Don’t Just Blindly Book Your Snowboard Lessons

Learning to snowboard is something I like to write about on this blog, and a key part to the discussion is the snowboarding lesson. Given that myself, and friends, have paid for one or two lessons that haven’t been very good – I’ve had in mind to put forward a few things that you should look for when booking a lesson. A kind of check-list, or tips.

But I think it’s simpler than that: you want a good instructor. If the instructor is good and you need some guidance, you’re going to get it and you’ll probably improve. What you want to avoid, is a bad instructor. I don’t think you need a check-list for this, you just need to know what you’re getting…

Snowboard instructors: France

The crux of this warning comes from personal experience and the experiences of friends, the majority of which is based on lessons in France. When it comes to French snowboard instructors, two things spring to mind:

  1. ESF is everywhere
  2. France has some crazy rules for being qualified to teach snowboarding

This isn’t a bash on ESF: many snowboarders have had great lessons with ESF. For example, I met a really good instructor in Chamonix. Three of us had a good freestyle lesson, rode some powder, and when the lesson was over he offered to guide me down an off-piste run back to the town. Sweet. But you can get bad lessons with them too. And because ESF is a big ski/snowboard school, with lots of instructors, you might not know what you’re going to get…

As for the rules, this isn’t really my area, but I’ve picked up the following (please use a comment to correct any mistakes). France has a qualification for snowsport instructors – they don’t have separate ski- and snowboard-instructor qualifications. Part of the test to be a snowsport instructor, is a speed test, on skis. So your snowboard instructor might not be much of a snowboarder – more of a skier. They just happen to be someone who can be paid to teach snowboarding…

I haven’t written that to put a cloud over every snowboard instructor in France – far from it! The key point is that if you don’t ask, you don’t necessarily know that you’re getting a snowboard-specific instructor.

Some suggestions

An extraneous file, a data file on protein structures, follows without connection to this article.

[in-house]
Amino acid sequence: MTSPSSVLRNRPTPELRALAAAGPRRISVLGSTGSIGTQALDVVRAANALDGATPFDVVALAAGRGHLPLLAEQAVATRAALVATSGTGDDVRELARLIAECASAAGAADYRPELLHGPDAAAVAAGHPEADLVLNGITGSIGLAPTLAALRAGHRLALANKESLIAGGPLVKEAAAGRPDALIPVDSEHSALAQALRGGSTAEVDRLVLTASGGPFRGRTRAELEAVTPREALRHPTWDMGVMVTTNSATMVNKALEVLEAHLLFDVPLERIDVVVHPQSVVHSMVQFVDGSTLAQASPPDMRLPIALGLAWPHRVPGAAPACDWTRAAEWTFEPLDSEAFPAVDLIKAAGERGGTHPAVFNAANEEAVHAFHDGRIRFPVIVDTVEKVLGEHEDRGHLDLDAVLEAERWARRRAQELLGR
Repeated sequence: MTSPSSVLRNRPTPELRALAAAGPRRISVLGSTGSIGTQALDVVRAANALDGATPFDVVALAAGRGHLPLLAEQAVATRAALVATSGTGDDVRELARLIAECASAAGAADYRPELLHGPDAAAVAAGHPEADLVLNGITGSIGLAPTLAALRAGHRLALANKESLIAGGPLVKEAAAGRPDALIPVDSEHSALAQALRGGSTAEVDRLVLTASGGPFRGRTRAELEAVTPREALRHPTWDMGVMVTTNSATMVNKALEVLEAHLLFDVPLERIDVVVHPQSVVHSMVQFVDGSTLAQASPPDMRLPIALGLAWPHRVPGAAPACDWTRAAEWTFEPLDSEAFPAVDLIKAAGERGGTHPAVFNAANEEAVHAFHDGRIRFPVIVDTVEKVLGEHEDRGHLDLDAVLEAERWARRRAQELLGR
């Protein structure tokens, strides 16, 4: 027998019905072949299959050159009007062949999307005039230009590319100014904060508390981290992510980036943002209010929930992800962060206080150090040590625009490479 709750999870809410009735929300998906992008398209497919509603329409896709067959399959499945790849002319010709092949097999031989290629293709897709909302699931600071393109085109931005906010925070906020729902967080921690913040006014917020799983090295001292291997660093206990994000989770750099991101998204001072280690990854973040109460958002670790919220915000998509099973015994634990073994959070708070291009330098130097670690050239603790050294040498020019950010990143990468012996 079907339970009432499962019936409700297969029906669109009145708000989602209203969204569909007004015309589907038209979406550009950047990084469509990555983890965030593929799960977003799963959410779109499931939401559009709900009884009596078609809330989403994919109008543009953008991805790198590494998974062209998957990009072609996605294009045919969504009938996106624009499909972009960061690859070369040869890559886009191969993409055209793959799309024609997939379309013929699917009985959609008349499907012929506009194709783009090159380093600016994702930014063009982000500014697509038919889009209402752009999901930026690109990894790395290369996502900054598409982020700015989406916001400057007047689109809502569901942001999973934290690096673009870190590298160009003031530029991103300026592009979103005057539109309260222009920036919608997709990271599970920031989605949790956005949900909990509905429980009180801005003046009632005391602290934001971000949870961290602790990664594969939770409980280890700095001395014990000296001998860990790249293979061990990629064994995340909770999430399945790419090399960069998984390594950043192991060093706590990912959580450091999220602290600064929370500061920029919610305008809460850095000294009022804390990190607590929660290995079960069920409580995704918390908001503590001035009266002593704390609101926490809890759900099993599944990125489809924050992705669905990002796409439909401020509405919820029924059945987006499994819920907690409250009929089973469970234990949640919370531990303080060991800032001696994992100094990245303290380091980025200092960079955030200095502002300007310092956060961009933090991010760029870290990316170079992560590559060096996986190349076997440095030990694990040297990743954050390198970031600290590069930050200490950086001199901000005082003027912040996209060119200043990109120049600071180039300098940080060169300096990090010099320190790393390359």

If you’re getting a lesson in France, make sure the instructor has a snowboarding-specific qualification, rather than the general, snowsports qualification. This isn’t a blanket rule, but I’d rather be taught by someone who’s been snowboarding for the last 10 years, rather than doing 1 snowboard lesson to every 4 ski lessons…

Look for: BASI, CASI or NZSIA certified instructors. These are examples of governing bodies that have snowboard-specific qualifications, so the instructors have been trained accordingly. If you’re interested you can look on their websites to find out more about the different levels of Instructor.

You’ll find these instructors all around the world, but perhaps less so in France. I understand that at the moment, BASI Level 4 instructors can apply on a case-by-case basis to have their qualification recognised in France. I assume other associations can too? I don’t think it’s as prohibitive in other European countries…

Don’t just pick the big school. A smaller school may well provide a much better service, and you’re more likely to find a company with a snowboard-specific approach.

Get get someone’s opinion, experience or review. Just like if you were buying a new snowboard, find out what others are saying about the instruction from the school that you’re looking at. Forums can be great for this because there are loads of snowboarders willing to share their thoughts. There’s a good chance you’ll find someone who’s used the school you’re considering…

Some good snowboard schools…

To provoke some thought, maybe get the ball rolling, here are some examples of snowboard schools that people have given good praise to. If you know of others, please add them in the comments.

Related posts

On the subject of snowboard lessons, here are some other posts and pages that may be of interest:


  • Reply February 12, 2011


    Had the worst experience with ESF Val Thorens…, never again!!

  • Reply February 13, 2011


    Tried anyone different since? What was the problem, bad organisation, bad tuition? And was it a beginner lesson?


  • Reply February 14, 2011


    It was highest class freeride: stated to be off-piste including safety equipment. First day: no equipment and didn’t leave the piste.
    This was last December (2010), so haven’t had the chance yet to try anything else since.


  • Reply February 15, 2011


    Hey Kevin, thanks for the update. That really does suck. It’s one thing to have an instructor “not be the best” – but for a course to be nothing like it was stated as being, is just shoddy!

    Good luck with any future freeride stuff!

    Cheers, Gavin

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